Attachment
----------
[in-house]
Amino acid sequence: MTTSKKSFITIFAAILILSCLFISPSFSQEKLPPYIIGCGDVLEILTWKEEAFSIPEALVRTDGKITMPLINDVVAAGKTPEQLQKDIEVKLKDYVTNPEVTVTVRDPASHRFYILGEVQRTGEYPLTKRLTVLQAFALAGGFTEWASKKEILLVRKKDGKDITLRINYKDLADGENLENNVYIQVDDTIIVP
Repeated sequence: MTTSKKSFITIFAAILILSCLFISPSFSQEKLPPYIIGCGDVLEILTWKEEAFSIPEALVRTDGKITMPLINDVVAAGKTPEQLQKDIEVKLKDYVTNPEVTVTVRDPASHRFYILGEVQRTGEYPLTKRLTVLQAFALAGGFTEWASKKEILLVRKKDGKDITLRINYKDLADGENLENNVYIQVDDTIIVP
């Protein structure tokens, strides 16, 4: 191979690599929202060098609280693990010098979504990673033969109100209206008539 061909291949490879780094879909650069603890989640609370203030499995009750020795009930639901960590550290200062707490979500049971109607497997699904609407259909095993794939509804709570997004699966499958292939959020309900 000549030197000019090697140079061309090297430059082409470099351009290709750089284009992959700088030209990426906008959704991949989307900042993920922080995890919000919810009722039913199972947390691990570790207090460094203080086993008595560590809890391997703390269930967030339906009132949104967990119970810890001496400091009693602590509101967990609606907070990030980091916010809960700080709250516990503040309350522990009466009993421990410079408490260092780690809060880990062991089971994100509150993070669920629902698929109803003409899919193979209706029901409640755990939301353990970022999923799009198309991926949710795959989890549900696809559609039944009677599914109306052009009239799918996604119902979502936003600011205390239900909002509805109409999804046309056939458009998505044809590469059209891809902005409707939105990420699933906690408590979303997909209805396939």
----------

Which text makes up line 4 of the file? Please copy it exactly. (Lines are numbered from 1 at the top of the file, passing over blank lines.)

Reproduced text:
């Protein structure tokens, strides 16, 4: 191979690599929202060098609280693990010098979504990673033969109100209206008539 061909291949490879780094879909650069603890989640609370203030499995009750020795009930639901960590550290200062707490979500049971109607497997699904609407259909095993794939509804709570997004699966499958292939959020309900 000549030197000019090697140079061309090297430059082409470099351009290709750089284009992959700088030209990426906008959704991949989307900042993920922080995890919000919810009722039913199972947390691990570790207090460094203080086993008595560590809890391997703390269930967030339906009132949104967990119970810890001496400091009693602590509101967990609606907070990030980091916010809960700080709250516990503040309350522990009466009993421990410079408490260092780690809060880990062991089971994100509150993070669920629902698929109803003409899919193979209706029901409640755990939301353990970022999923799009198309991926949710795959989890549900696809559609039944009677599914109306052009009239799918996604119902979502936003600011205390239900909002509805109409999804046309056939458009998505044809590469059209891809902005409707939105990420699933906690408590979303997909209805396939």